The ad fraud operation involved the use of PARETO CTV Botnets to impersonate millions of people watching ads. Its name was derived from the Pareto economic principle stating that 80% of impact originates from 20% of the actors.
HUMAN, (formerly White Ops) collaborated with The Human Collective comprising of Omnicom Media Group, The Trade Desk, and Magnite, and key CTV industry players such as Google and Roku.
Ad fraud deployed millions of CTV botnets to impersonate human audience
The threat actors behind PARETO tricked the technology firms and advertisers into believing that their ads were shown on CTVs.
They deployed nearly one million infected mobile Android devices pretending to be millions of connected TV users interacting with the ads. They targeted CTV products running Fire OS, tvOS, Roku OS, and other popular CTV platforms.
Coincidentally, Roku said it detected a small ad fraud operation linked to the CTV botnets belonging to one developer on Roku’s Channel Store. The apps communicated with the command-and-control (C2) server controlling the PARETO CTV botnets. The ad fraud operation involved about 29 infected apps and affected less than 0.5% of active Roku devices globally.
“In short, PARETO is nearly a million infected mobile Android devices pretending to be millions of people watching ads on smart TVs and other devices,” the report authors said. “The botnet used dozens of mobile apps to impersonate or spoof more than 6,000 CTV apps, accounting for an average of 650 million ad requests every day.”
Ad fraud operation shows deep understanding of adtech
HUMAN Chief Scientist Michael McNally said the most striking characteristic of the ad fraud operation was that the threat actors behind PARETO CTV botnets had a deep understanding of the aspects of advertising technology.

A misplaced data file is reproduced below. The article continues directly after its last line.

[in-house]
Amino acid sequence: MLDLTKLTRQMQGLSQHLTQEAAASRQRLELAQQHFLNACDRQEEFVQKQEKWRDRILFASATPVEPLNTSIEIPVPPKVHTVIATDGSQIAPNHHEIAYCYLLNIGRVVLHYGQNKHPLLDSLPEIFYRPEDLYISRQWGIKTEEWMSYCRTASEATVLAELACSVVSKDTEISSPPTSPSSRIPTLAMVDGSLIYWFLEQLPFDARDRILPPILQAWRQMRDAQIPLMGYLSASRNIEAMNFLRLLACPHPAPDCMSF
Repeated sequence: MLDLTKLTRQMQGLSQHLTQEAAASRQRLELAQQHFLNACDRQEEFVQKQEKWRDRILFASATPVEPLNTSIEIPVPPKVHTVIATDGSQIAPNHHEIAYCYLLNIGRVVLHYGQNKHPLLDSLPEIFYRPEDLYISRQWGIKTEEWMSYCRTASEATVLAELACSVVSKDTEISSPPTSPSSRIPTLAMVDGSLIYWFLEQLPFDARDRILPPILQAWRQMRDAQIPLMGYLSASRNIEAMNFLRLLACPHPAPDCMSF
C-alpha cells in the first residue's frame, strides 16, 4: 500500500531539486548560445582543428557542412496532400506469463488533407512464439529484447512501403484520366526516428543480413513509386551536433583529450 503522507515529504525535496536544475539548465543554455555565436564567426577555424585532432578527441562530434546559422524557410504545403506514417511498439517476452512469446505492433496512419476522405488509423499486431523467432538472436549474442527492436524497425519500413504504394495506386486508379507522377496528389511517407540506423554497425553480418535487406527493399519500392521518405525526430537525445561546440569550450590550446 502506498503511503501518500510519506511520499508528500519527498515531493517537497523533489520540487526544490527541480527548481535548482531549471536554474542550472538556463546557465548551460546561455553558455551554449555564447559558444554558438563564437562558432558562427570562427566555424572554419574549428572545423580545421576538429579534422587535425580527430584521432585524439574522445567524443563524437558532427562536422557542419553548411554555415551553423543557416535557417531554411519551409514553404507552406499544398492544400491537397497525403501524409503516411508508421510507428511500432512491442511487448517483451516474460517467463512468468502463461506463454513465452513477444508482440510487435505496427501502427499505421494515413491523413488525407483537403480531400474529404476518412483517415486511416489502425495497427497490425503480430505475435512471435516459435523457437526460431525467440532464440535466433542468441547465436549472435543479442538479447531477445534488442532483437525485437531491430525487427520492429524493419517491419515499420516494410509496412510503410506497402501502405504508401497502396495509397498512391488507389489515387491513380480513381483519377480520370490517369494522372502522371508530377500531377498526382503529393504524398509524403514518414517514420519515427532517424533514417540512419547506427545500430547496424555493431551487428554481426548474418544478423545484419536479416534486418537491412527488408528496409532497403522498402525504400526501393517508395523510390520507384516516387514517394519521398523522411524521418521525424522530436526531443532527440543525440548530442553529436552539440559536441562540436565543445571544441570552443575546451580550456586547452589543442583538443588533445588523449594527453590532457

McNally added that the threat actors used their extensive knowledge to their advantage to hide their work within the CTV ecosystem. They also exploited the noise caused by increased web traffic during the pandemic.
They also applied sophisticated techniques such as low-level network protocol spoofing to avoid detection, according to the report.
HUMAN CEO and Co-Founder Tamer Hassan said brands should join forces to ensure ad fraud was recognized and eliminated to protect the CTV advertising supply chain.
Google and Roku removed the CTV botnets from their platforms and disconnected their services after the discovery. They also alerted their customers of the ad fraud campaign and advised them to avoid buying from unreliable suppliers.
“Finally, after a year of this continuous and effective threat identification and resolution, and driven by a sequence of countermeasures and PARETO adaptations, HUMAN and its partners—including Omnicom Media Group, The Trade Desk, Magnite, Google, and Roku—disrupted the operation,” the report said.
DoubleVerify also uncovered another ad fraud campaign involving OctoBot and multiple variants such as SneakyTerra and MultiTerra CTV botnets.
OctoBot made about $1 million per month in ad impressions, while SneakyTerra raked about $5 million.
Ads on CTVs are always priced higher than those published on other advertising platforms such as mobile or web. Given the lifetime of the ad fraud campaign, the total loses incurred from the operation could amount to billions.